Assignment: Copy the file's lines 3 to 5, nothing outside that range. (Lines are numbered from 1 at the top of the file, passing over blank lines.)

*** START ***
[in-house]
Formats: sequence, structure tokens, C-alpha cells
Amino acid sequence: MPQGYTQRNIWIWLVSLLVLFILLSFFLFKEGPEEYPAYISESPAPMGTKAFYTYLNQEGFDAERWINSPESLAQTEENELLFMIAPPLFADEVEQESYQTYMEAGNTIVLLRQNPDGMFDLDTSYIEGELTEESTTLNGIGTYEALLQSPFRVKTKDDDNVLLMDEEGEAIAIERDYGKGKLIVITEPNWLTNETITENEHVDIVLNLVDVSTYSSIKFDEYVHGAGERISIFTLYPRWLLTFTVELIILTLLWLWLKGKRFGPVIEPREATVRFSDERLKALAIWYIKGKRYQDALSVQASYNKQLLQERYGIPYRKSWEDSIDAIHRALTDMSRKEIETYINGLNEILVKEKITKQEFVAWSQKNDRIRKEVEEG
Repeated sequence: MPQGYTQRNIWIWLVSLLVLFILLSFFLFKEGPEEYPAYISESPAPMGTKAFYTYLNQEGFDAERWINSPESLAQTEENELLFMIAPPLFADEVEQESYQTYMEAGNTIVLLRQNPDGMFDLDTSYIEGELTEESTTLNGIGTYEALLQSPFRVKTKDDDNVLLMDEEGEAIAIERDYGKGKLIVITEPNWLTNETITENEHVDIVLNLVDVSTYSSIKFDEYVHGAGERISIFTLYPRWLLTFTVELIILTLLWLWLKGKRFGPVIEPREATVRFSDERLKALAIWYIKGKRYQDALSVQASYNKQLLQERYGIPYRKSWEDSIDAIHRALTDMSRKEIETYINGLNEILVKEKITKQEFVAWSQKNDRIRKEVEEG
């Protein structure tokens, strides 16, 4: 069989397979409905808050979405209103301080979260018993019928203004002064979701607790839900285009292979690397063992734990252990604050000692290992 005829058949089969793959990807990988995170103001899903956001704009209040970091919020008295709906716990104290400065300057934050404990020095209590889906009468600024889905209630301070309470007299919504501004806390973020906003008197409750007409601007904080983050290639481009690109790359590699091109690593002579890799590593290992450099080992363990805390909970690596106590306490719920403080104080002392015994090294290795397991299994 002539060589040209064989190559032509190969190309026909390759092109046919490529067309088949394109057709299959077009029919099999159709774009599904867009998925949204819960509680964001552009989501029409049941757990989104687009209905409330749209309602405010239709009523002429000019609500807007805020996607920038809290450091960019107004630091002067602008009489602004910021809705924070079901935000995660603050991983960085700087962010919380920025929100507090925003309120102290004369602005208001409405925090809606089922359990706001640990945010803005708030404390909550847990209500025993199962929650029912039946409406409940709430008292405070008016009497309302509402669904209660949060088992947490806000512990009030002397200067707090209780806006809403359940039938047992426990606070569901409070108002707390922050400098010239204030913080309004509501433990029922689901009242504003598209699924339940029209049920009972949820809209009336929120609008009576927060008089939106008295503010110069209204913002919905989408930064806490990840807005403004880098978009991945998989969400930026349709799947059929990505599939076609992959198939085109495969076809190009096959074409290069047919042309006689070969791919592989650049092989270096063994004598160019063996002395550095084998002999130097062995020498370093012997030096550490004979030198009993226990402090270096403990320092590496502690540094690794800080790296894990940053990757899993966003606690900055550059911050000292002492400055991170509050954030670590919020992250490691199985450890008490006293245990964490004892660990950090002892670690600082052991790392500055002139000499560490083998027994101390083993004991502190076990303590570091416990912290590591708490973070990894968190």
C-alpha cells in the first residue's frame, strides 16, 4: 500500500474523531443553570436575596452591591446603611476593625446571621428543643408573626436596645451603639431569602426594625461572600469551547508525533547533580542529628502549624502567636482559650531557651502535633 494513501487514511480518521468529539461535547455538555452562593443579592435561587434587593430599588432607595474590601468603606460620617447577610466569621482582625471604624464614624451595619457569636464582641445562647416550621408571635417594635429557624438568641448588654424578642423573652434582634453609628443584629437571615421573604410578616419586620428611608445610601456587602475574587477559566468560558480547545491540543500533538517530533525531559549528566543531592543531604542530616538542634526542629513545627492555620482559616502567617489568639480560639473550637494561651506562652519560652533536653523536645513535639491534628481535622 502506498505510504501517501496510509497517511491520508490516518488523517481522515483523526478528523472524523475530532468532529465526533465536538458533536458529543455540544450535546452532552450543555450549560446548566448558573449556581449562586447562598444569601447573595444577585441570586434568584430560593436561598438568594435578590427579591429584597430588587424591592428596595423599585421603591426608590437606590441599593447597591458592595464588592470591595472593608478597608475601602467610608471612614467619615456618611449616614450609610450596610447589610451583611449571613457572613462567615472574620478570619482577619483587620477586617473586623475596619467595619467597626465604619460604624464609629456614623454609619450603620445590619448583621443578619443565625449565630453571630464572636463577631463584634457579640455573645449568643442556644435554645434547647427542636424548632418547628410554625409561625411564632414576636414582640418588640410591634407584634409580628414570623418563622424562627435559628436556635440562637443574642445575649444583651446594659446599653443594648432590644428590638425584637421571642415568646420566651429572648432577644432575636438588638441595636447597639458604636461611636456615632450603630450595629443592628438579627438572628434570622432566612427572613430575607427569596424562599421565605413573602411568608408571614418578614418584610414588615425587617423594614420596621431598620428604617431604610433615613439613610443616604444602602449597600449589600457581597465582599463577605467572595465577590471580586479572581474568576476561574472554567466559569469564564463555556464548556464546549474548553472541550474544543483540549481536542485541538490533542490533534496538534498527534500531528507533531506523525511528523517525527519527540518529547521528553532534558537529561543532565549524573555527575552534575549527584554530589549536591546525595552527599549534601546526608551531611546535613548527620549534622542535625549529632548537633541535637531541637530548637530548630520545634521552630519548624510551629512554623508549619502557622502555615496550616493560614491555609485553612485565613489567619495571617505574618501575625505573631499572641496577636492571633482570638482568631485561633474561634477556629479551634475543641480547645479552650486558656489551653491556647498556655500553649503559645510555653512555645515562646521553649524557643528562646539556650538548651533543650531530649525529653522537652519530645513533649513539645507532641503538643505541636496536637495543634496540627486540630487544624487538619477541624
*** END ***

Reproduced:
Amino acid sequence: MPQGYTQRNIWIWLVSLLVLFILLSFFLFKEGPEEYPAYISESPAPMGTKAFYTYLNQEGFDAERWINSPESLAQTEENELLFMIAPPLFADEVEQESYQTYMEAGNTIVLLRQNPDGMFDLDTSYIEGELTEESTTLNGIGTYEALLQSPFRVKTKDDDNVLLMDEEGEAIAIERDYGKGKLIVITEPNWLTNETITENEHVDIVLNLVDVSTYSSIKFDEYVHGAGERISIFTLYPRWLLTFTVELIILTLLWLWLKGKRFGPVIEPREATVRFSDERLKALAIWYIKGKRYQDALSVQASYNKQLLQERYGIPYRKSWEDSIDAIHRALTDMSRKEIETYINGLNEILVKEKITKQEFVAWSQKNDRIRKEVEEG
Repeated sequence: MPQGYTQRNIWIWLVSLLVLFILLSFFLFKEGPEEYPAYISESPAPMGTKAFYTYLNQEGFDAERWINSPESLAQTEENELLFMIAPPLFADEVEQESYQTYMEAGNTIVLLRQNPDGMFDLDTSYIEGELTEESTTLNGIGTYEALLQSPFRVKTKDDDNVLLMDEEGEAIAIERDYGKGKLIVITEPNWLTNETITENEHVDIVLNLVDVSTYSSIKFDEYVHGAGERISIFTLYPRWLLTFTVELIILTLLWLWLKGKRFGPVIEPREATVRFSDERLKALAIWYIKGKRYQDALSVQASYNKQLLQERYGIPYRKSWEDSIDAIHRALTDMSRKEIETYINGLNEILVKEKITKQEFVAWSQKNDRIRKEVEEG
């Protein structure tokens, strides 16, 4: 069989397979409905808050979405209103301080979260018993019928203004002064979701607790839900285009292979690397063992734990252990604050000692290992 005829058949089969793959990807990988995170103001899903956001704009209040970091919020008295709906716990104290400065300057934050404990020095209590889906009468600024889905209630301070309470007299919504501004806390973020906003008197409750007409601007904080983050290639481009690109790359590699091109690593002579890799590593290992450099080992363990805390909970690596106590306490719920403080104080002392015994090294290795397991299994 002539060589040209064989190559032509190969190309026909390759092109046919490529067309088949394109057709299959077009029919099999159709774009599904867009998925949204819960509680964001552009989501029409049941757990989104687009209905409330749209309602405010239709009523002429000019609500807007805020996607920038809290450091960019107004630091002067602008009489602004910021809705924070079901935000995660603050991983960085700087962010919380920025929100507090925003309120102290004369602005208001409405925090809606089922359990706001640990945010803005708030404390909550847990209500025993199962929650029912039946409406409940709430008292405070008016009497309302509402669904209660949060088992947490806000512990009030002397200067707090209780806006809403359940039938047992426990606070569901409070108002707390922050400098010239204030913080309004509501433990029922689901009242504003598209699924339940029209049920009972949820809209009336929120609008009576927060008089939106008295503010110069209204913002919905989408930064806490990840807005403004880098978009991945998989969400930026349709799947059929990505599939076609992959198939085109495969076809190009096959074409290069047919042309006689070969791919592989650049092989270096063994004598160019063996002395550095084998002999130097062995020498370093012997030096550490004979030198009993226990402090270096403990320092590496502690540094690794800080790296894990940053990757899993966003606690900055550059911050000292002492400055991170509050954030670590919020992250490691199985450890008490006293245990964490004892660990950090002892670690600082052991790392500055002139000499560490083998027994101390083993004991502190076990303590570091416990912290590591708490973070990894968190």